Don’t believe any author, actor, painter, candlestick-maker… who says they don’t read their reviews. Of course they do. They then just deny it so as to sound self-deprecating. However, perhaps because of the long road along which I have pedalled both literally as well as metaphorically to becoming a published author, I read them more carefully than most and have no qualms about admitting it. Here’s an interesting one for Spain to Norway on a Bike Called Reggie written by Richard Peploe that has just been posted to the influential Road.cc website.
Spain to Norway on a Bike Called Reggie is the third book by Andrew P Sykes about his travels on a bike. Told with dry wit and light-hearted humour, it might be the one that will make his writing better known to both the cycling community and even the general book-buying public.
If you were asked to name any author (or authoress) with three published travelogues about cycling to his (or her) name, most people’s list would probably begin and end with Tim Moore. Like many others, I’m a fan of Moore’s work… so any similar work is to be welcomed.
It came as a surprise to me that there is an author who can be compared to Moore for both quality and quantity of output, as until recently I had never heard of him or seen his work. Sykes is one of a growing list of intrepid cyclists who undertake an epic trip and then write a book about it. It started with Crossing Europe on a Bike Called Reggie in 2011, and this was followed in 2014 by Along the Med on a Bike Called Reggie.
Both are still available and there have been reprints, translations – and one big change that might explain why Sykes has only just come to my attention: a publishing deal. After choosing the self-publishing route for his first two books, Sykes has teamed up with leading publisher Summersdale for this third one, and is no doubt benefiting from the marketing and exposure it can achieve.
Other than that, the books follow a broadly similar formula, and – as with Moore – if you like one you will like the others. Part of that formula is the use of tried and tested equipment on all three trips, including Reginald the (modified) Ridgeback Panorama touring bike. By making this choice, Sykes reduces the possibility of having the sort of mishaps that Moore seems to court by using unsuitable bikes – which is probably just as well when you read about his mechanical incompetence. Even the simple act of pumping up tyres with a Presta valve used to defeat Sykes, although by the third book he could at least change a tube.
That still leaves scope for comedic material among all the other challenges that adventure cyclists often face, such as accommodation, food, weather, terrain, dogs, language, maps, officialdom, and so on, and this provides Sykes with plenty of stories to tell with dry wit and lighthearted humour.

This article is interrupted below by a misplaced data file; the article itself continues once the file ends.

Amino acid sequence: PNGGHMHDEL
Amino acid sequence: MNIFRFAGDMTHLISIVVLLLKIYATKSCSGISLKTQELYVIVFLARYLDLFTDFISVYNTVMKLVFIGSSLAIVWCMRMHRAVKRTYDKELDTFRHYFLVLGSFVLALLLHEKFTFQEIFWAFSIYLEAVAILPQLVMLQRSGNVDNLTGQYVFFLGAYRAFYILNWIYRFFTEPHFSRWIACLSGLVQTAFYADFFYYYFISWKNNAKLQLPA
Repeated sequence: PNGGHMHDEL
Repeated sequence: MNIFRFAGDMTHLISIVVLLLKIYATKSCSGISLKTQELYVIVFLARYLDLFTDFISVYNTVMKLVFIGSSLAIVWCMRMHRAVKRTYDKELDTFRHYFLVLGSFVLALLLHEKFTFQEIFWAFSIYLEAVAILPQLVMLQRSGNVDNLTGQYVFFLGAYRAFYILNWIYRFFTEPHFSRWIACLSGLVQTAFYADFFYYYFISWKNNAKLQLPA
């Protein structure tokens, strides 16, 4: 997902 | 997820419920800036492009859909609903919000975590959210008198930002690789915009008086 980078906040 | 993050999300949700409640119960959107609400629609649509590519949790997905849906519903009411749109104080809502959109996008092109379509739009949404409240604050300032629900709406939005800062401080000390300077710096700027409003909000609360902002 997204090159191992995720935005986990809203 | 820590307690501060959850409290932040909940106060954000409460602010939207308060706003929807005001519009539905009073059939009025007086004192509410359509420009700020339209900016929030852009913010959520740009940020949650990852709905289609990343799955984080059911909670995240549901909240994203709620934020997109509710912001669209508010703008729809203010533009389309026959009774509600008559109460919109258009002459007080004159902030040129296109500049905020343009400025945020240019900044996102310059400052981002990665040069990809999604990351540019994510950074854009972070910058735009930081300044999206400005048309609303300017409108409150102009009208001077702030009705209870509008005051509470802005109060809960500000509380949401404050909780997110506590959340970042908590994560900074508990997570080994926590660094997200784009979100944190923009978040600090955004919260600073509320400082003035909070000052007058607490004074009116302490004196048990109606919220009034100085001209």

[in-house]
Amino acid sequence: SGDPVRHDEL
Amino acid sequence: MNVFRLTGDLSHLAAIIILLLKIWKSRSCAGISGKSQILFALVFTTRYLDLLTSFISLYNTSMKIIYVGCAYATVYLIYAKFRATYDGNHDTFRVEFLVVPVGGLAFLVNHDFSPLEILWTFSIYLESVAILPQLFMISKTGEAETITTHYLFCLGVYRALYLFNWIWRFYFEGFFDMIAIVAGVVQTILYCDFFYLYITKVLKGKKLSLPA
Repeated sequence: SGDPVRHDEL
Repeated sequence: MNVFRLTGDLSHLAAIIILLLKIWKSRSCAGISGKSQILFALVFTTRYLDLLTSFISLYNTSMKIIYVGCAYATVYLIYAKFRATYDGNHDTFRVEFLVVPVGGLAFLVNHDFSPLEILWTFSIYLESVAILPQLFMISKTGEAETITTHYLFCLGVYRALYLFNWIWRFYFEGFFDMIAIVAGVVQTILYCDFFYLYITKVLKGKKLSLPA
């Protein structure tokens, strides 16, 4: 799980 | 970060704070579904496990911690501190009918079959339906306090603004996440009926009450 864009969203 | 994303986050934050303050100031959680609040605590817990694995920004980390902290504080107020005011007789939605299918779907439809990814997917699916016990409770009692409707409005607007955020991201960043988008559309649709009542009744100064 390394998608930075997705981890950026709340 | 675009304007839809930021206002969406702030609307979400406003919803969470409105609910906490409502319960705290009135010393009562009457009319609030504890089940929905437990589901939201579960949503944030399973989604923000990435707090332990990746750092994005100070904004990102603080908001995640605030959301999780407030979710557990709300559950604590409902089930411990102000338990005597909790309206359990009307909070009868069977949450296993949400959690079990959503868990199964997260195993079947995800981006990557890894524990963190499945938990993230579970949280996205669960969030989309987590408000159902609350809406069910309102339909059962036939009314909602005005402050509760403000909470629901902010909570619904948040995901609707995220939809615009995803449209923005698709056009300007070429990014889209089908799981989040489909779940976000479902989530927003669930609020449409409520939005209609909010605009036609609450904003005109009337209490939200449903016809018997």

Although the primary function of such a book is to entertain, it might also inspire you to tackle a trip yourself – and this is helped by the inclusion of a few small but well-chosen images inside the front and rear covers that make you want to be there. Sykes spends considerable time telling us about being a tourist and his sightseeing, and not so much about being a traveller on a bike hoping to meet a deadline or trying get somewhere – which should broaden its appeal beyond those with an interest in cycling…
One requirement of a good travelogue is to encounter noteworthy – and unexpected – challenges on your trip, which you can overcome and then make light of in the book; fortunately Sykes possesses the (relatively) unflappable disposition necessary to handle such adversity. For example, he wanted to start his ride at the true southernmost point of Europe, but it was in a military base and not accessible by the public. After much negotiation he gets permission to enter, on condition that he ‘realise a project aimed at promoting environmental understanding and education’.
He fulfils this obligation by requesting that ‘once you’ve finished reading this book, please make sure you recycle it’. Actually, if you are going to do that you might be better off just going for the cheaper Kindle version at £3.99.
I believe that both Moore and Sykes are already working on their next trip; I don’t know who will be the first to publish, but on past performance I expect both will be welcome additions to the fold.
Entertaining and credible alternative to many better known cycling travelogues
Here’s the link to the original review.
I like the review; I love the background grass that’s in their picture…
Really enjoyed it, just like the previous two books. Looking forward to a fourth. Any hints as to route? I am probably biased but this is a great travel book that should appeal to a wide cross section of society. Brilliant.
Thanks Paul. Delighted you enjoyed the read; your comments are very kind 😀 (Would you be able to write a short online review?)
As for the next ride… Good question. Current thinking is perhaps something closer to home in 2018 – Yorkshire – followed by somewhere further afield in 2020. Japan would be interesting… All plans subject to change!